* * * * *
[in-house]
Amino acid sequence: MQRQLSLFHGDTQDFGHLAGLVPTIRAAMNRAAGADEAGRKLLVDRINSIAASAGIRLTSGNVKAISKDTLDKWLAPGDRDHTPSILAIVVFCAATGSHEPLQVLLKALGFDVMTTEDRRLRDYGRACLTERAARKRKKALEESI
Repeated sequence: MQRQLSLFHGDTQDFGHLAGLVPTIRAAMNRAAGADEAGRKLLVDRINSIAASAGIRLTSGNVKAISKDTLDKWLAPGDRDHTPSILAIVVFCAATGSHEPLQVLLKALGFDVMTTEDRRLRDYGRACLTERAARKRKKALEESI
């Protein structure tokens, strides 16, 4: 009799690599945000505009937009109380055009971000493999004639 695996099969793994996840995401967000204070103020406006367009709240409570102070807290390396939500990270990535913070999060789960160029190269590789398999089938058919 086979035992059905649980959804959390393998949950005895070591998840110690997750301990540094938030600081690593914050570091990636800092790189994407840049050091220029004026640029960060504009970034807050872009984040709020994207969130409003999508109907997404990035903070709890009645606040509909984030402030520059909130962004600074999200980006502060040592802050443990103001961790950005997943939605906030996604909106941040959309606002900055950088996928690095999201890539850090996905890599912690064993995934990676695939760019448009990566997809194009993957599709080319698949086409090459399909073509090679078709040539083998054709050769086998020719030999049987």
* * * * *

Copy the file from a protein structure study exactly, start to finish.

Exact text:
[in-house]
Amino acid sequence: MQRQLSLFHGDTQDFGHLAGLVPTIRAAMNRAAGADEAGRKLLVDRINSIAASAGIRLTSGNVKAISKDTLDKWLAPGDRDHTPSILAIVVFCAATGSHEPLQVLLKALGFDVMTTEDRRLRDYGRACLTERAARKRKKALEESI
Repeated sequence: MQRQLSLFHGDTQDFGHLAGLVPTIRAAMNRAAGADEAGRKLLVDRINSIAASAGIRLTSGNVKAISKDTLDKWLAPGDRDHTPSILAIVVFCAATGSHEPLQVLLKALGFDVMTTEDRRLRDYGRACLTERAARKRKKALEESI
């Protein structure tokens, strides 16, 4: 009799690599945000505009937009109380055009971000493999004639 695996099969793994996840995401967000204070103020406006367009709240409570102070807290390396939500990270990535913070999060789960160029190269590789398999089938058919 086979035992059905649980959804959390393998949950005895070591998840110690997750301990540094938030600081690593914050570091990636800092790189994407840049050091220029004026640029960060504009970034807050872009984040709020994207969130409003999508109907997404990035903070709890009645606040509909984030402030520059909130962004600074999200980006502060040592802050443990103001961790950005997943939605906030996604909106941040959309606002900055950088996928690095999201890539850090996905890599912690064993995934990676695939760019448009990566997809194009993957599709080319698949086409090459399909073509090679078709040539083998054709050769086998020719030999049987």